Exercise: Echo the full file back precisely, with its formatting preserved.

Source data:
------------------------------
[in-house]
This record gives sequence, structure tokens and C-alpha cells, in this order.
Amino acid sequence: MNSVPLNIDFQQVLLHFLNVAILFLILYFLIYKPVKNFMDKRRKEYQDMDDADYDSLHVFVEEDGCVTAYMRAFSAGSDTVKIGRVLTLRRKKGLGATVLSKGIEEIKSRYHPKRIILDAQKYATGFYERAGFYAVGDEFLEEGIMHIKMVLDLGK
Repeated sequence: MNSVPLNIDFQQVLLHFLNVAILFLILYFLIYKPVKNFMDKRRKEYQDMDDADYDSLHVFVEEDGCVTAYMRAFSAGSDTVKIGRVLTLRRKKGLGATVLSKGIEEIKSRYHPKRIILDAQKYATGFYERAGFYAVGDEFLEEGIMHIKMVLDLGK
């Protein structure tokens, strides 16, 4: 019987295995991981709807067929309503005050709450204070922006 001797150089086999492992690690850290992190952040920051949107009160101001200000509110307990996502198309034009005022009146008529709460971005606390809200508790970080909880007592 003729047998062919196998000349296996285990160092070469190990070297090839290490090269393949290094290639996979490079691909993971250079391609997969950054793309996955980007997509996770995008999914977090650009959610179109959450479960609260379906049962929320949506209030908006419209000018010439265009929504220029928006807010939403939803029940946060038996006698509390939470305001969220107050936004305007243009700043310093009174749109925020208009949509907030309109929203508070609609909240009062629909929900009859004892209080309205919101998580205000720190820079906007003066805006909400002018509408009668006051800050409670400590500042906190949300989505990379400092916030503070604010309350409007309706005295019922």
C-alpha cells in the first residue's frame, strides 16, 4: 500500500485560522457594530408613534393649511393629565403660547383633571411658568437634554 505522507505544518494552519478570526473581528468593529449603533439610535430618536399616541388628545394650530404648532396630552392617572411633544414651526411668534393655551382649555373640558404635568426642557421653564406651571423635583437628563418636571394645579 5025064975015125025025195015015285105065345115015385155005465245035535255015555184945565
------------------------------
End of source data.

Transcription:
[in-house]
This record gives sequence, structure tokens and C-alpha cells, in this order.
Amino acid sequence: MNSVPLNIDFQQVLLHFLNVAILFLILYFLIYKPVKNFMDKRRKEYQDMDDADYDSLHVFVEEDGCVTAYMRAFSAGSDTVKIGRVLTLRRKKGLGATVLSKGIEEIKSRYHPKRIILDAQKYATGFYERAGFYAVGDEFLEEGIMHIKMVLDLGK
Repeated sequence: MNSVPLNIDFQQVLLHFLNVAILFLILYFLIYKPVKNFMDKRRKEYQDMDDADYDSLHVFVEEDGCVTAYMRAFSAGSDTVKIGRVLTLRRKKGLGATVLSKGIEEIKSRYHPKRIILDAQKYATGFYERAGFYAVGDEFLEEGIMHIKMVLDLGK
């Protein structure tokens, strides 16, 4: 019987295995991981709807067929309503005050709450204070922006 001797150089086999492992690690850290992190952040920051949107009160101001200000509110307990996502198309034009005022009146008529709460971005606390809200508790970080909880007592 003729047998062919196998000349296996285990160092070469190990070297090839290490090269393949290094290639996979490079691909993971250079391609997969950054793309996955980007997509996770995008999914977090650009959610179109959450479960609260379906049962929320949506209030908006419209000018010439265009929504220029928006807010939403939803029940946060038996006698509390939470305001969220107050936004305007243009700043310093009174749109925020208009949509907030309109929203508070609609909240009062629909929900009859004892209080309205919101998580205000720190820079906007003066805006909400002018509408009668006051800050409670400590500042906190949300989505990379400092916030503070604010309350409007309706005295019922």
C-alpha cells in the first residue's frame, strides 16, 4: 500500500485560522457594530408613534393649511393629565403660547383633571411658568437634554 505522507505544518494552519478570526473581528468593529449603533439610535430618536399616541388628545394650530404648532396630552392617572411633544414651526411668534393655551382649555373640558404635568426642557421653564406651571423635583437628563418636571394645579 5025064975015125025025195015015285105065345115015385155005465245035535255015555184945565